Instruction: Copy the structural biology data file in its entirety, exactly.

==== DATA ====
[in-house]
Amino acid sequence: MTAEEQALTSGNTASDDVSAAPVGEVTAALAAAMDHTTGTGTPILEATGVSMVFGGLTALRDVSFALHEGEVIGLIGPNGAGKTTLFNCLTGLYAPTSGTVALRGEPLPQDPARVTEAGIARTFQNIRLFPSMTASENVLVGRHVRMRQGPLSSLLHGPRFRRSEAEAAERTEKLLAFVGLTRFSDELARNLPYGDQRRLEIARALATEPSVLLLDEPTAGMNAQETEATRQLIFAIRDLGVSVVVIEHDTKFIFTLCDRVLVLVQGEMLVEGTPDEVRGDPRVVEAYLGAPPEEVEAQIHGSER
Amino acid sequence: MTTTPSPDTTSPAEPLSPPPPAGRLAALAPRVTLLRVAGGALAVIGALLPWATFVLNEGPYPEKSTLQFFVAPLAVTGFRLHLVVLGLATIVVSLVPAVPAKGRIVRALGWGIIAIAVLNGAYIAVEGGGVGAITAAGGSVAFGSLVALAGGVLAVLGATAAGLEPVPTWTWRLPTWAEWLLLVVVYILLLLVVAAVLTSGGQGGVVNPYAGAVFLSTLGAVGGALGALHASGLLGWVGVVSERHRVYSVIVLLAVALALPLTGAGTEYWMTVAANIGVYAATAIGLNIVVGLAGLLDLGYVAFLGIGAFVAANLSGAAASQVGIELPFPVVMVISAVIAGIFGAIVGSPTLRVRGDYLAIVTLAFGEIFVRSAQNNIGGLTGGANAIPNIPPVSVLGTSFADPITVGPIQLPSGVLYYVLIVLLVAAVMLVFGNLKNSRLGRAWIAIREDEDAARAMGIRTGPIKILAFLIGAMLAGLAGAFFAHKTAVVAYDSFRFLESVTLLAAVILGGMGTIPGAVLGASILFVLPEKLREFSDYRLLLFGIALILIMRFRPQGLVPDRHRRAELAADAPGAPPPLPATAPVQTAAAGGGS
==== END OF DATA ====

[in-house]
Amino acid sequence: MTAEEQALTSGNTASDDVSAAPVGEVTAALAAAMDHTTGTGTPILEATGVSMVFGGLTALRDVSFALHEGEVIGLIGPNGAGKTTLFNCLTGLYAPTSGTVALRGEPLPQDPARVTEAGIARTFQNIRLFPSMTASENVLVGRHVRMRQGPLSSLLHGPRFRRSEAEAAERTEKLLAFVGLTRFSDELARNLPYGDQRRLEIARALATEPSVLLLDEPTAGMNAQETEATRQLIFAIRDLGVSVVVIEHDTKFIFTLCDRVLVLVQGEMLVEGTPDEVRGDPRVVEAYLGAPPEEVEAQIHGSER
Amino acid sequence: MTTTPSPDTTSPAEPLSPPPPAGRLAALAPRVTLLRVAGGALAVIGALLPWATFVLNEGPYPEKSTLQFFVAPLAVTGFRLHLVVLGLATIVVSLVPAVPAKGRIVRALGWGIIAIAVLNGAYIAVEGGGVGAITAAGGSVAFGSLVALAGGVLAVLGATAAGLEPVPTWTWRLPTWAEWLLLVVVYILLLLVVAAVLTSGGQGGVVNPYAGAVFLSTLGAVGGALGALHASGLLGWVGVVSERHRVYSVIVLLAVALALPLTGAGTEYWMTVAANIGVYAATAIGLNIVVGLAGLLDLGYVAFLGIGAFVAANLSGAAASQVGIELPFPVVMVISAVIAGIFGAIVGSPTLRVRGDYLAIVTLAFGEIFVRSAQNNIGGLTGGANAIPNIPPVSVLGTSFADPITVGPIQLPSGVLYYVLIVLLVAAVMLVFGNLKNSRLGRAWIAIREDEDAARAMGIRTGPIKILAFLIGAMLAGLAGAFFAHKTAVVAYDSFRFLESVTLLAAVILGGMGTIPGAVLGASILFVLPEKLREFSDYRLLLFGIALILIMRFRPQGLVPDRHRRAELAADAPGAPPPLPATAPVQTAAAGGGS